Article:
PSC condemns Govt’s move for stricter regulations of the foreign exchange market


…says Foreign Direct Investment would move from a ‘trickle to a halt’

The Private Sector Commission (PSC) says it has read with consternation the pronouncements of State Minister, Joseph Harmon relating to the introduction of stricter regulations and closer monitoring of the foreign exchange market in Guyana and is “strongly” condemning such a move.

Harmon during a post Cabinet presser on Thursday announced that the Bank of Guyana has come up with a series of new regulations to closely monitor the local foreign exchange markets, following reports of shortages in the market and allegations of foreign currency hoarding.

“The Bank of Guyana is therefore expected to issue a number of guidelines with regards to the new regulations and monitoring,” he said. Harmon added that these will include ensuring that exporters repatriate their export earnings at the banking system as is required and conducting close monitoring and examination of bank and non-bank cambios to maintain orderly market behaviour and stability.

“I think what the (Finance) Minister has recommended here and what the (Central) Bank will do is that it will strengthen its monitoring capacity and ensure that rules and regulations by which these banks operate that they hold them on a much closer and tighter leash,” the  State Minister asserted.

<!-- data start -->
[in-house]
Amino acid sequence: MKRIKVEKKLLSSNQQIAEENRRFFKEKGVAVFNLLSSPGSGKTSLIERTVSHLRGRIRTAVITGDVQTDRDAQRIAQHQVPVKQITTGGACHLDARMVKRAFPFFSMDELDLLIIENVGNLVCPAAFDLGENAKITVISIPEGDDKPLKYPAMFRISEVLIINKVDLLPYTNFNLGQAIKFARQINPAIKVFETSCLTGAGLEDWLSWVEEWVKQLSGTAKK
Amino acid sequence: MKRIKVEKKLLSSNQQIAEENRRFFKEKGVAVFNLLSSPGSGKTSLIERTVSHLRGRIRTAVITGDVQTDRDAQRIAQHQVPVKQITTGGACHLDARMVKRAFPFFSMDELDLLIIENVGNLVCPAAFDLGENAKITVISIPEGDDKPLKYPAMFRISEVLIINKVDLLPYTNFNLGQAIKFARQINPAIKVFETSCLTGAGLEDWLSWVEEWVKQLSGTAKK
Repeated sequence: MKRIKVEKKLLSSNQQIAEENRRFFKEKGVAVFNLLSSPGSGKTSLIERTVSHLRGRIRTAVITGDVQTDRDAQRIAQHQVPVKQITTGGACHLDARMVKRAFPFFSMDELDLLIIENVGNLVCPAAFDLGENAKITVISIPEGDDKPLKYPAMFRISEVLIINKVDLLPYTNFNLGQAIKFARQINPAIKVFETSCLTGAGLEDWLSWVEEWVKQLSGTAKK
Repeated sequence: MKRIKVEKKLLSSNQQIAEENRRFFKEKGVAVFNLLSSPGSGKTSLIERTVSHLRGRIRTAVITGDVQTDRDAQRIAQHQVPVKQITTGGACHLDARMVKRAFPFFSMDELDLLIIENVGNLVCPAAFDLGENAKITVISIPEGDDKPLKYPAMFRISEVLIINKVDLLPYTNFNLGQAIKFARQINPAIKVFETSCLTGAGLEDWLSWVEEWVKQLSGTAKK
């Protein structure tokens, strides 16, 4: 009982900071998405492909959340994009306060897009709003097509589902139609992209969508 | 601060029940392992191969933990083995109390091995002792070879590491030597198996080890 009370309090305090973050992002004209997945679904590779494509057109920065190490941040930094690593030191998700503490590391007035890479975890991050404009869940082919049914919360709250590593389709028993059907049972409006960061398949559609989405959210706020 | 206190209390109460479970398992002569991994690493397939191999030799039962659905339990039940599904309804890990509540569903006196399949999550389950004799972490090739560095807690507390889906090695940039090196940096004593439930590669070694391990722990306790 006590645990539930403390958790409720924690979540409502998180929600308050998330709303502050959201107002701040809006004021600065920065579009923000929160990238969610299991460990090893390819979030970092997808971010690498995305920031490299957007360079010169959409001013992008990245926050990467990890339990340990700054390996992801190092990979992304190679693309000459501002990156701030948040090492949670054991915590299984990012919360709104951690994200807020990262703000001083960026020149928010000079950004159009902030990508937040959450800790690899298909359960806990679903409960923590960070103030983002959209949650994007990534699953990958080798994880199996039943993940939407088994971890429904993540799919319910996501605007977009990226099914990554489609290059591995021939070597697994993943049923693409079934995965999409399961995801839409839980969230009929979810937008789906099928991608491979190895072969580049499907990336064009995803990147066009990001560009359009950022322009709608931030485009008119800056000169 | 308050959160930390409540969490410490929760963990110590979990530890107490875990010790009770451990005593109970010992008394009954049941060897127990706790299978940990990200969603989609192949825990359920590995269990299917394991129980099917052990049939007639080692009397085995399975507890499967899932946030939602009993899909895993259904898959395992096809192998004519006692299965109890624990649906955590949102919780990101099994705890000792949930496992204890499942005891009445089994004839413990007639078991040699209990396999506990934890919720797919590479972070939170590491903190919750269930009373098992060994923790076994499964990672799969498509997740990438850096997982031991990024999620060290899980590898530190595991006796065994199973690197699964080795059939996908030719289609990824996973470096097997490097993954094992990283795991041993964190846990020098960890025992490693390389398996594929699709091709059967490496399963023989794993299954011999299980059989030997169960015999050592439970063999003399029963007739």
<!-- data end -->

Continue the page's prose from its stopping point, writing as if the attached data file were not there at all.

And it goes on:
Finance Minister, Winston Jordan, had stated in the media that some exporters and importers are conducting mutual foreign exchange transactions, outside of the exchange market structure.

“Some companies have been seeking to pay for export and repatriate profits earlier than required in the business cycle, thus creating a demand for foreign currency. Aggravating this untenable situation is the action of some net foreign exchange earners, who are demanding foreign currency from the market, while hoarding their foreign currency holdings,” Jordan had said.

Harmon had also confirmed reports that an overseas based entities were remitting large amounts of foreign currency to their foreign accounts, with reports suggesting one entity remitting over US$100M. A situation which Harmon said would be “sanctioned.”

The PSC contends however, that this move by the Government would have the certain effect of “accelerating the capital flight which has already begun with the erosion of confidence in the economy.”

The PSC also warned against the stated intention of Government to “introduce restrictions preventing the unfettered repatriation of earnings of foreign companies operating in Guyana.  Foreign direct investment in the economy has already slowed and a policy which prevents the repatriation of the earnings of these companies has the potential to move the influx of investment from a trickle to a halt.”

The Private Sector Commission said it “wishes to remind Government that the country has gone down this path before with disastrous consequences to the economy.  The Guyana economy can ill afford the certain deleterious effects of history repeating itself.”




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